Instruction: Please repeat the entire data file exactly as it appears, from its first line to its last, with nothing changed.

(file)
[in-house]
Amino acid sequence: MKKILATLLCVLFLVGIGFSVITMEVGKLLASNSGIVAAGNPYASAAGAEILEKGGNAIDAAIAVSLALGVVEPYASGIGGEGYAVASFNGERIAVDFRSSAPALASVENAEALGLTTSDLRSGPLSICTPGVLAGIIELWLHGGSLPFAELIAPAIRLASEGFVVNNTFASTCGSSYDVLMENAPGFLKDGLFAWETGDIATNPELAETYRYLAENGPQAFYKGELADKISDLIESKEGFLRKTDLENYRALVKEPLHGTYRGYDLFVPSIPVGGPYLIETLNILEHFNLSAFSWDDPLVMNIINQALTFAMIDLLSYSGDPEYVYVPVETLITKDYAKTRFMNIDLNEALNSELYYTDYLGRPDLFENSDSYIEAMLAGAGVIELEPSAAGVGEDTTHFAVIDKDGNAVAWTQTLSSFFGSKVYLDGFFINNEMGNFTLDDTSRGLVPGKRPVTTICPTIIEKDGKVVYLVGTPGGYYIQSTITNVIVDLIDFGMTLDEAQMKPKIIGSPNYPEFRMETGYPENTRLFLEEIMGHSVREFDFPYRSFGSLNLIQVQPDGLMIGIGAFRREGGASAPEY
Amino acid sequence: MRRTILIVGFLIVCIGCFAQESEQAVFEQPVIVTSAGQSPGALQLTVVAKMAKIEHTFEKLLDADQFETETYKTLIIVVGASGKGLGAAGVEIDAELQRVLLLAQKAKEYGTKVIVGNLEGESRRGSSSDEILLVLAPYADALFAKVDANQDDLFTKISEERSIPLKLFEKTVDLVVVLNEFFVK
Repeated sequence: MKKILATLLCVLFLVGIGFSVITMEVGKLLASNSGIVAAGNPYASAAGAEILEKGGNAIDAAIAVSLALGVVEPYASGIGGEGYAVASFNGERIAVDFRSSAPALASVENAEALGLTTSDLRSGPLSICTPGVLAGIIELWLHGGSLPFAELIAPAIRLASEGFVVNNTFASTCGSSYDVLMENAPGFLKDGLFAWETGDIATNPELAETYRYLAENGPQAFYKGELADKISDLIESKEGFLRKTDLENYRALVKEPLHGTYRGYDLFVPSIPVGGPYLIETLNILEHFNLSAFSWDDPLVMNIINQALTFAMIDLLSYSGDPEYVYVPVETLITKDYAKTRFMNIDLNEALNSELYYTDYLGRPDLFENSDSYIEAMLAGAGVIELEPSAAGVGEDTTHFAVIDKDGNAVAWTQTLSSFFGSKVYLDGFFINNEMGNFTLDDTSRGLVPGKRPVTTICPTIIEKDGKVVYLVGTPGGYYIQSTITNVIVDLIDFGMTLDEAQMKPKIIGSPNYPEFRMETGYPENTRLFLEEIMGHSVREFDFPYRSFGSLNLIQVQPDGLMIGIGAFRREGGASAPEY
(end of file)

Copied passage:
[in-house]
Amino acid sequence: MKKILATLLCVLFLVGIGFSVITMEVGKLLASNSGIVAAGNPYASAAGAEILEKGGNAIDAAIAVSLALGVVEPYASGIGGEGYAVASFNGERIAVDFRSSAPALASVENAEALGLTTSDLRSGPLSICTPGVLAGIIELWLHGGSLPFAELIAPAIRLASEGFVVNNTFASTCGSSYDVLMENAPGFLKDGLFAWETGDIATNPELAETYRYLAENGPQAFYKGELADKISDLIESKEGFLRKTDLENYRALVKEPLHGTYRGYDLFVPSIPVGGPYLIETLNILEHFNLSAFSWDDPLVMNIINQALTFAMIDLLSYSGDPEYVYVPVETLITKDYAKTRFMNIDLNEALNSELYYTDYLGRPDLFENSDSYIEAMLAGAGVIELEPSAAGVGEDTTHFAVIDKDGNAVAWTQTLSSFFGSKVYLDGFFINNEMGNFTLDDTSRGLVPGKRPVTTICPTIIEKDGKVVYLVGTPGGYYIQSTITNVIVDLIDFGMTLDEAQMKPKIIGSPNYPEFRMETGYPENTRLFLEEIMGHSVREFDFPYRSFGSLNLIQVQPDGLMIGIGAFRREGGASAPEY
Amino acid sequence: MRRTILIVGFLIVCIGCFAQESEQAVFEQPVIVTSAGQSPGALQLTVVAKMAKIEHTFEKLLDADQFETETYKTLIIVVGASGKGLGAAGVEIDAELQRVLLLAQKAKEYGTKVIVGNLEGESRRGSSSDEILLVLAPYADALFAKVDANQDDLFTKISEERSIPLKLFEKTVDLVVVLNEFFVK
Repeated sequence: MKKILATLLCVLFLVGIGFSVITMEVGKLLASNSGIVAAGNPYASAAGAEILEKGGNAIDAAIAVSLALGVVEPYASGIGGEGYAVASFNGERIAVDFRSSAPALASVENAEALGLTTSDLRSGPLSICTPGVLAGIIELWLHGGSLPFAELIAPAIRLASEGFVVNNTFASTCGSSYDVLMENAPGFLKDGLFAWETGDIATNPELAETYRYLAENGPQAFYKGELADKISDLIESKEGFLRKTDLENYRALVKEPLHGTYRGYDLFVPSIPVGGPYLIETLNILEHFNLSAFSWDDPLVMNIINQALTFAMIDLLSYSGDPEYVYVPVETLITKDYAKTRFMNIDLNEALNSELYYTDYLGRPDLFENSDSYIEAMLAGAGVIELEPSAAGVGEDTTHFAVIDKDGNAVAWTQTLSSFFGSKVYLDGFFINNEMGNFTLDDTSRGLVPGKRPVTTICPTIIEKDGKVVYLVGTPGGYYIQSTITNVIVDLIDFGMTLDEAQMKPKIIGSPNYPEFRMETGYPENTRLFLEEIMGHSVREFDFPYRSFGSLNLIQVQPDGLMIGIGAFRREGGASAPEY